Farm-To-Table Dining: The Roots of Southern WV’s Local Flavor

via Visit Southern West Virginia Spring Magazine 2015

The portrait of a traditional mountain meal would not be complete without rolling farmland visible through the kitchen window.

The food culture across the country may have shifted to corporate production, but small farmers in West Virginia are still growing. And not just growing crops.

They’re also growing relationships with local chefs and restaurants, and growing opportunities for their communities to appreciate the care and quality of a farm-fresh meal.

From the Farm // Growing Tradition

The evidence of our continued commitment to farming is blanketed all across the state’s pastoral landscape.
Driving through rural regions like the countryside of Monroe County, there aren’t flashy Taco Bell signs to lure you off the country roads, or even stoplights to impede your journey back into the mountain scenery, which is covered with tenderly manicured farms. They envelop you entirely, coming together to etch an homage to the slow and steady lifestyle that’s passed so many of us by. The landscape quietly paints a humble, powerful picture of why this idyllic, small-town agrarian culture still endures.

It can seem esoteric, maybe eccentric. But it’s not an unusual sight to those of us raised in the mountain hills. 95% of farms in West Virginia are family-owned— the highest percentage in the country.

One such small farm is Swift Level Land & Cattle in Greenbrier County, with an agricultural history stretching back to the 1700s. It’s been passed down through 5 generations of owner Jennifer “Tootie” Jones’s family.

“I have waited my entire life to own and farm this land, and I do so lovingly, because I know it like my own skin, maybe better,” Tootie said.

She has stayed true to the farm’s tradition, but that doesn’t mean she’s following the same playbook as her forefathers. The day-to-day of the farm has completely transformed from what it was years ago.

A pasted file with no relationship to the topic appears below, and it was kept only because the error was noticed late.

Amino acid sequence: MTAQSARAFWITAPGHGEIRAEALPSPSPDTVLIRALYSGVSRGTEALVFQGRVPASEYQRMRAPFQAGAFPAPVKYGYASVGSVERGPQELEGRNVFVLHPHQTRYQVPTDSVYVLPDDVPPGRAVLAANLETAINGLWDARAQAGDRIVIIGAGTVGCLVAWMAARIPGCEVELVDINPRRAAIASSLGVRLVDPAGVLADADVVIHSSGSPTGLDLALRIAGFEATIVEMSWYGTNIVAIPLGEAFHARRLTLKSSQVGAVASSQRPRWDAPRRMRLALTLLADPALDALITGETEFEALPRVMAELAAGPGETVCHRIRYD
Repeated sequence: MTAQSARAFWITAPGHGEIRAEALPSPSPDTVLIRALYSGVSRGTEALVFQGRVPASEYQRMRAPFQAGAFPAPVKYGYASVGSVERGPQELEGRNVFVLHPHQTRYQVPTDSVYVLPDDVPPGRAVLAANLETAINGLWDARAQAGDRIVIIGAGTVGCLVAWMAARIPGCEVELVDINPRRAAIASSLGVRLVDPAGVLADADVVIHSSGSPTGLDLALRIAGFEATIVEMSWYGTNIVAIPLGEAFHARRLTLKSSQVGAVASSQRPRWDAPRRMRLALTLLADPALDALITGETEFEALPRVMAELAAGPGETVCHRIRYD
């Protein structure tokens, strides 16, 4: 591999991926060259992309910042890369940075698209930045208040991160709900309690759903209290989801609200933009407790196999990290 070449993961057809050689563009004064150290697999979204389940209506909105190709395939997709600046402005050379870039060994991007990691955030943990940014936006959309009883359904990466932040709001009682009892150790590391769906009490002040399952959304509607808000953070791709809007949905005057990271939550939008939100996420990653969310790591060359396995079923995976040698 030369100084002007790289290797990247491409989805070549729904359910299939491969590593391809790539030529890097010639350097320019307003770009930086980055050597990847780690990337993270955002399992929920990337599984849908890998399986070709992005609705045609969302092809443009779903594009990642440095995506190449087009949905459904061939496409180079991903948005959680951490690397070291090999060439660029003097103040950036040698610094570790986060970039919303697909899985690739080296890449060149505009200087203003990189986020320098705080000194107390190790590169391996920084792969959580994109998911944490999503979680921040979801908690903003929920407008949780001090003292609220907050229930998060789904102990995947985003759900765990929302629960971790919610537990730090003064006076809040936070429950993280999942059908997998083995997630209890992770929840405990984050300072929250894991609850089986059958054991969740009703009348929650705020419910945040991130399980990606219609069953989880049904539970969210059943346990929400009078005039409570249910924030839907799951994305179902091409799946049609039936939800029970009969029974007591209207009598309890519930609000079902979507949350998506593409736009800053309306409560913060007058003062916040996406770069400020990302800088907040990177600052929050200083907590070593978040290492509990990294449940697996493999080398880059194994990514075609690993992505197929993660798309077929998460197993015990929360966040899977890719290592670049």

“I enjoy seeing this land repair after years of tilling, fertilizers, over grazing, over use,” she said. “Don’t get me wrong, I feel every person who has had the opportunity to farm this land has done their best in what they felt was the right way. Time changes much, and we have learned what the effects of modern farming over the past 100 years have had on our lands.”

Although, some things do stay the same. They still steer the cattle along the hills peacefully and calmly from horseback, as has been done for generations. If the cows show signs of stress, that’s a signal that it’s time to quit for the day.

“I have waited my entire life to own and farm this land, and I do so lovingly, because I know it like my own skin, maybe better.”“You get to know your cattle pretty well if you pay attention to them. They, like us humans, are all different,” she said. “The cattle look for me. I am food, abundant rich grass in season and fuel in winter. The one who busts ice in winter so they can replenish their much-needed hydration after a below-zero night.  At times I have to remember who is working for who.”

The cows take longer to fatten up when they graze freely on the grasses, but the quality of meat is much higher. It benefits the land, too. Tootie carefully plans their path to help replenish soil, streams, and greenery. It’s an intimate process.

“My type of pasture management requires spending time on the land, looking at the soil, testing the soil, looking at the grass and understanding where nature is today,” she said. “In other words, I might as well throw the calendar out the window in terms of forage management. It is in the hands of nature and my ability to pay attention and to respond.”

This is the nature of small farms. It takes skill and agility to manage. But Tootie is surely doing something right, because the land’s toughest critics have given their approval: the natural wildlife has returned to the farm as the quality has become more welcoming.
To the Negotiation Table // Growing BusinessBecause of the unique challenges to small farming, the iconic straw hat no longer fits over all the duties. It takes many hats to help the business thrive. Atop the tough and vigilant duties of tending to her herd, Tootie is an entrepreneur. She’s a marketer. And she’s a liaison between her craft and her community.